Power Supply for 32 servos - batteries?

Hi all, I'm still incredibly new to electronics, and I've spent the past couple of days reading through forum posts, articles, etc. and trying to fill in the bigger gaps in my knowledge, particularly servos and powering. My terminology might be really incorrect, so please feel free to correct me :slight_smile:

I'm having an awful time trying to make sense of this, even after reading similar posts. The end goal is to build an animatronic (Arduino Mega board) that requires 32 servos running simultaneously (going to begin with a smaller prototype using SG90 servos, then moving onto possibly Futaba 3003's). I purchased a couple PCA9685's . Coding is no issue, but I'm struggling with the power supply. Assume each servo requires 6.6V, with a current draw of (worst case) ~1A per servo. If I understand correctly, this means that you'd need a 6.6V 32A power supply to power all of these servos comfortably?

-How would you find such a power supply (that plugs into an outlet) that's up to the job? Searching on Amazon, I found "eTopxizu 12v 30a Dc", is that the right line of thinking for a power supply? Or am I way off base? Do you have any particular product in mind that you'd recommend?

-If that's not possible, and you instead opted to use batteries, how would you set that up? I've read LiPo's are good for powering more servos, but up to 32+? Searching, I found "Zeee 7.4V 6200mAh" which could power 6 servos for an hour or more, but we're interested in 32 servos, so would you purchase 5 of those batteries, connect them in parallel to have a combined capacity of 31000 mAh, and be able to power all 32 servos for about an hour? An hour running time doesn't sound bad at all, but when you're frequently testing and uploading code and revising, an hour goes by quickly. What about recharging? Is it a common workflow to have a stockpile of batteries, with some charging at any given moment, ready swap them out whenever one runs low in your robot?

-If we did use a 6200mAh battery and our load of all the servos combined draws 32A of current, does this mean that a single battery could actually power all 32 servos but for only about 11 minutes (given that 6200mAh/32000mAh = 0.19 hours, or about 11 minutes)? It's a crazy thought but I can't seem to find an answer. Or is there a limit on how much current can be (expelled???) from a battery at any given moment?

-Lastly, though I have no intents of attempting this in the near future, but certainly have interest down the road, how would you instead approach using 48 servos? 64? Even 128?

Again, I'm quite new and still learning, trying to better grasp some of these concepts. Any advice on approaches to powering 32+ servos would be greatly appreciated, thanks!

I'm not sure where you're getting your information from. Neither SG90s or the old S3003s are rated for 6.6V though they would probably survive at that voltage. The stall current of SG90s is 650mA but the S3003 is nearer 1.5A. But you only see that when the servo is stalled or for a fraction of a second on startup. The normal running current is MUCH lower and when you're working out how long a battery might last you need to work on the average current not the stall current.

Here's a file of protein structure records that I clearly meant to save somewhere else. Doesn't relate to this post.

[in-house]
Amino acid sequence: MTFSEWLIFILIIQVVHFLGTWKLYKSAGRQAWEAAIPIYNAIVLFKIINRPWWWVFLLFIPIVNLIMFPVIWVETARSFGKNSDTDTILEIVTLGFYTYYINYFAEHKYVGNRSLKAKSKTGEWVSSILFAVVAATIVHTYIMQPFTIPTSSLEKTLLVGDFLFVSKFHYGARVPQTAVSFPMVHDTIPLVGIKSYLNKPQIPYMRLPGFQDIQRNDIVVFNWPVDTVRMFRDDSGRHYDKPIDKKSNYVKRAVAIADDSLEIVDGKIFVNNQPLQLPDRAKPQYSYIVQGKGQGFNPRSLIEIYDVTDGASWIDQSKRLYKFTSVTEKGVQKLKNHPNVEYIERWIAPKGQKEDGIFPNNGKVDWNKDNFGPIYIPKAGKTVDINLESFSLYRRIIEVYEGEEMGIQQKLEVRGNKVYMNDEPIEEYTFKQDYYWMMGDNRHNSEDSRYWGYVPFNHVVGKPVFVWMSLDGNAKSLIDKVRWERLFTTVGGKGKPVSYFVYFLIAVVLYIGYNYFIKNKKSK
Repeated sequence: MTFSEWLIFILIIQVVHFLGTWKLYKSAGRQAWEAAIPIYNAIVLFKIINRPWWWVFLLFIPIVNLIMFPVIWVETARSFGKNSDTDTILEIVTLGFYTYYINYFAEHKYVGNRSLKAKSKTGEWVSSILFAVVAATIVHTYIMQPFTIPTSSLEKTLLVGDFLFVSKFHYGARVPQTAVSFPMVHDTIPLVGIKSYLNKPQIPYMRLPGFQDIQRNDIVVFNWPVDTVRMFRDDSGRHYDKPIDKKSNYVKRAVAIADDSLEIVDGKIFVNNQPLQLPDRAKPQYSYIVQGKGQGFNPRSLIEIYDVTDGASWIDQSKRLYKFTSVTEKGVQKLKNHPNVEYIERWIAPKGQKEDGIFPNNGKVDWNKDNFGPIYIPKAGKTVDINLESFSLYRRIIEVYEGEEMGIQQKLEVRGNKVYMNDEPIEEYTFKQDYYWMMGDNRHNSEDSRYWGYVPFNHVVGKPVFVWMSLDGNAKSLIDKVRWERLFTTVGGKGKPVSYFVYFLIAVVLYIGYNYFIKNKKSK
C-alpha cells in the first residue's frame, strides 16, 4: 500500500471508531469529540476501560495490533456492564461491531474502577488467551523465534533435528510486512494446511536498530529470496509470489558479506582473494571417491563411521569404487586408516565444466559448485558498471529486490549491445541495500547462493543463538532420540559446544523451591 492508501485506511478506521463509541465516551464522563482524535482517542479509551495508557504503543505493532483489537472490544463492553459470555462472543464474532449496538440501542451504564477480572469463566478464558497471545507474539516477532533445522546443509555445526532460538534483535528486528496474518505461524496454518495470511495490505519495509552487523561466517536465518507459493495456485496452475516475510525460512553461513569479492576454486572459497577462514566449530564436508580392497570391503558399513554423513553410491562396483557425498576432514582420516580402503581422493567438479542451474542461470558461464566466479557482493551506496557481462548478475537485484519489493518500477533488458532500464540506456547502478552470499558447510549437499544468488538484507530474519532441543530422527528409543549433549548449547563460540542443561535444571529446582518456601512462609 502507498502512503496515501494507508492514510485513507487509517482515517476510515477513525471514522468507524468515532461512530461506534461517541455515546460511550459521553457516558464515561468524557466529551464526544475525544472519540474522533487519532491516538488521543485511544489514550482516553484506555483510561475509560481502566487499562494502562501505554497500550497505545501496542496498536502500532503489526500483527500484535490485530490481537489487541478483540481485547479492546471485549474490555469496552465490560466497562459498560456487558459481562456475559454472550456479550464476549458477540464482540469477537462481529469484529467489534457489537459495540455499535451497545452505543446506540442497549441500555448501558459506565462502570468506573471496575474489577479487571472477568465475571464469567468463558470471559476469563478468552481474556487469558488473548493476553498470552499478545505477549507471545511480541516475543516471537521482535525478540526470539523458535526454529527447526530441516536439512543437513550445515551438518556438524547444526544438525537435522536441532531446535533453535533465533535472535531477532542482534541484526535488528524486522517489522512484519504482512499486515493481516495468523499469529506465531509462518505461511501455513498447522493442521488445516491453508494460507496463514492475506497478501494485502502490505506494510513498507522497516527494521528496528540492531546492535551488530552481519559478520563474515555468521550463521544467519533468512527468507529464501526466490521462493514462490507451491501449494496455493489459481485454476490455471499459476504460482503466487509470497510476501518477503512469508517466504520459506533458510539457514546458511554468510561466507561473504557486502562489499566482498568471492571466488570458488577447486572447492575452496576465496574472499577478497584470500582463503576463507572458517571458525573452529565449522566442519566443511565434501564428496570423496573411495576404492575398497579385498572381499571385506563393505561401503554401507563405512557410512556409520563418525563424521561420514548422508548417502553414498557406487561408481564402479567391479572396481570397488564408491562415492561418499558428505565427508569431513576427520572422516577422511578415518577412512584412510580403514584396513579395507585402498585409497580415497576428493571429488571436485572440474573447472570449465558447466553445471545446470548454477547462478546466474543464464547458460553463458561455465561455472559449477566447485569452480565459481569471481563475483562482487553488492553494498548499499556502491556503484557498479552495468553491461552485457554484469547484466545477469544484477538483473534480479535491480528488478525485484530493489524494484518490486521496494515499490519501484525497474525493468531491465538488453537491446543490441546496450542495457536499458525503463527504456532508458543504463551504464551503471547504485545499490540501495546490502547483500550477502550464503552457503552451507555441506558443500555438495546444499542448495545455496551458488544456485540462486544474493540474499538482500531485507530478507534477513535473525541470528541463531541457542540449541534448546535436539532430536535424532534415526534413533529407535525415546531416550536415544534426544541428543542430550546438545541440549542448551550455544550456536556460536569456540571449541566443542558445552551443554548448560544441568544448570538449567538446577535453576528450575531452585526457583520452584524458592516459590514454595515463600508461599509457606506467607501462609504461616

It's better to run servos at their rated voltage so perhaps 5V. And that also has the advantage that high current 5V power supplies are relatively easy to find. And of course there's nothing stopping you using two power supplies with half the servos on each (the grounds must be connected together). Similarly you could use several batteries powering the servos in groups.

Lipos are great batteries but their voltages are a problem in this context. 7.4V nominal (8.4V maximum) is too much for servos rated 4.8-6V and it's not easy finding any high power regulators to reduce the voltage.

Steve

A good rule of thumb is to use a 5-6V servo power supply that can easily source 1 Ampere per moving servo, for as many servos as will be moving at the same time.

How likely is it that all 32 servos will be moving at once?

Thanks for the info guys!

slipstick:
and it's not easy finding any high power regulators to reduce the voltage.

I haven't gotten far into studying/trying voltage regulators yet, but the ones I've found online so far that do seem capable of dropping 6+ volts down to 5V seem to have a very limited current output. Not too familiar with all of that yet, but that's another topic for another thread when I get there I suppose.

jremington:
How likely is it that all 32 servos will be moving at once?

I've restructured my project a bit so I'll be using less than 32 initially, but I'll be making my way up to 32 eventually. I've written some code to transfer keyframed data/servo positions from Maya to the Arduino and I'm attempting to make smooth, flowing animations play out via the servos - with a single servo it runs wonderfully realtime so far. Since I'm going for overall fluidity, I imagine most of the servos will be moving simultaneously to look less robotic. It's a bit scary to imagine 32 servos running all at the same time and what issues I'll run into like overheating/etc., but I'll get there eventually, all trial and error I suppose!

Thanks again.

Plenty of high current 5V power supplies out there. Pick one or two up.

https://www.mpja.com/5-Volt-Power-Supply/products/534/

(might be some extra characters stuck on the link by the forum)

I found this little 5V/5A, (with +/-15V outputs at lower currents), for example (not necessarilty from MPJA), and use it to power a bunch of stepper motors.